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  3. “I’m just once again chagrined that they think GSA allowing girls in who are trans is enough of an offence to consider them to be an undesirable organization to support.”

    – This is barbaric. But they have the right to their barbarity. I wish that people in church and outside became more open-minded but if they wish to be idiots (inside their own house of prayer), then they should be left in peace to be idiots.

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    1. They do have a right to their barbarity. They do NOT have a right to foist it upon everyone else. And they certainly don’t have a right to foist it upon local and federal governmental policies and policymakers, both of which they are currently trying to do in their crusade against GSA.

      Ironically, my grandmother was one of the first Girl Scout Leaders in the US, and she was also a devout Catholic woman to the day she passed away.

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      1. My post was written in response to emails I’ve been getting from a progressive website that very specifically criticized the church for banning the GS from the church grounds.

        Maybe if I finally get home today, I’ll quote the text of those emails.

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  4. I do think as a society we have a responsibility to look at the barbarities that religions foist on to their members. Perhaps in this case it is reasonable to let it pass but at other times we really must say something.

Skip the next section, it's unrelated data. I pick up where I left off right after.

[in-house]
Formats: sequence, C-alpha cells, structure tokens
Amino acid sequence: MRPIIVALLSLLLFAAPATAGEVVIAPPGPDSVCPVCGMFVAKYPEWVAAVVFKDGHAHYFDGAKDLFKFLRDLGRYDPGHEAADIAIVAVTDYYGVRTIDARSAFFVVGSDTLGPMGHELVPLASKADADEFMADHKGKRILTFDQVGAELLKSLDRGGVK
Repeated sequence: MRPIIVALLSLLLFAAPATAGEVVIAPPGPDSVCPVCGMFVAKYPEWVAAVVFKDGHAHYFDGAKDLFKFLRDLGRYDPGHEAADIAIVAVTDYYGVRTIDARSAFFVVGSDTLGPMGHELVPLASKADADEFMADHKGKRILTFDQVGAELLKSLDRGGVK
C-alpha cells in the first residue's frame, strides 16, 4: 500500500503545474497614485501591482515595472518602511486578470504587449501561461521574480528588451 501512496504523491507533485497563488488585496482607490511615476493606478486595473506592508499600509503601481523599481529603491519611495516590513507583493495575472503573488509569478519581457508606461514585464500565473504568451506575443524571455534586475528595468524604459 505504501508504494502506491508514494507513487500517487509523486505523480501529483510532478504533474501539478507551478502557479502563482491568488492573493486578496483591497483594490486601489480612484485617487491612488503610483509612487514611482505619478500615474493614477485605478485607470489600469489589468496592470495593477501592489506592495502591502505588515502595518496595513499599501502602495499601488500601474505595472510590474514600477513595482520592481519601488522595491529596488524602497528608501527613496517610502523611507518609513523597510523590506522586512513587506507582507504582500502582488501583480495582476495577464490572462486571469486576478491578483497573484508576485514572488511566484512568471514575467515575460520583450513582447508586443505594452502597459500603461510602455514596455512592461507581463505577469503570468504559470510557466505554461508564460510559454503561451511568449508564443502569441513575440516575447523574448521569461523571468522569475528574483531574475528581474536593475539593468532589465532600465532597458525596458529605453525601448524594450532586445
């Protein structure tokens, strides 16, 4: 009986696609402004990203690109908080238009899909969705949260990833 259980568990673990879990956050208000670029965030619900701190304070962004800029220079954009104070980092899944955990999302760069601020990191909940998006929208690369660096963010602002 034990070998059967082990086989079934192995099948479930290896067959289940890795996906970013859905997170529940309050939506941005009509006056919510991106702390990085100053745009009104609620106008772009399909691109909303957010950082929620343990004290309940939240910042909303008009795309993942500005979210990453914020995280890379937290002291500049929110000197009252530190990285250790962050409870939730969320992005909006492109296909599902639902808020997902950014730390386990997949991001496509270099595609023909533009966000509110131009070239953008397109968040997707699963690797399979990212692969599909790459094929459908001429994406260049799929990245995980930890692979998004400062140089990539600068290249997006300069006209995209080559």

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    1. Their members are free agents who choose their own lives. They are not being chained to the pews.

      Religious fanatics want to stick probes into women’s vaginas because they don’t believe that women are capable of making their own rational choices. Let’s not imitate these fanatics in adopting such a condescending and paternalistic view of religious people.

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  5. Well for me personally, I am deeply troubled by the trend this suggests. On the one hand, the Catholic Church is one of the major churches in the US (and the world); and, on the other hand, Girl Scouts is so wholesome and so very “establishment.” So it’s not like some fringe church is rejecting a group of radical feminists. It’s a major church with a great deal of clout rejecting a mainstream group (and, from what I understand,continuing to support the Boy Scouts.) So I guess what I’m trying to say is that I am worried what this means in terms of gender and sexual politics when a major Church brands a group that encourages cookie-selling, arts and crafts and camping, as radical or extreme. I agree that it’s the Catholic Church’s right and that the Church shouldn’t be forced to recognize the Girl Scouts or anything. Still, I find the entire thing disturbing. And I think Americans, especially members of the Catholic Church, are well within their rights to critique the church here.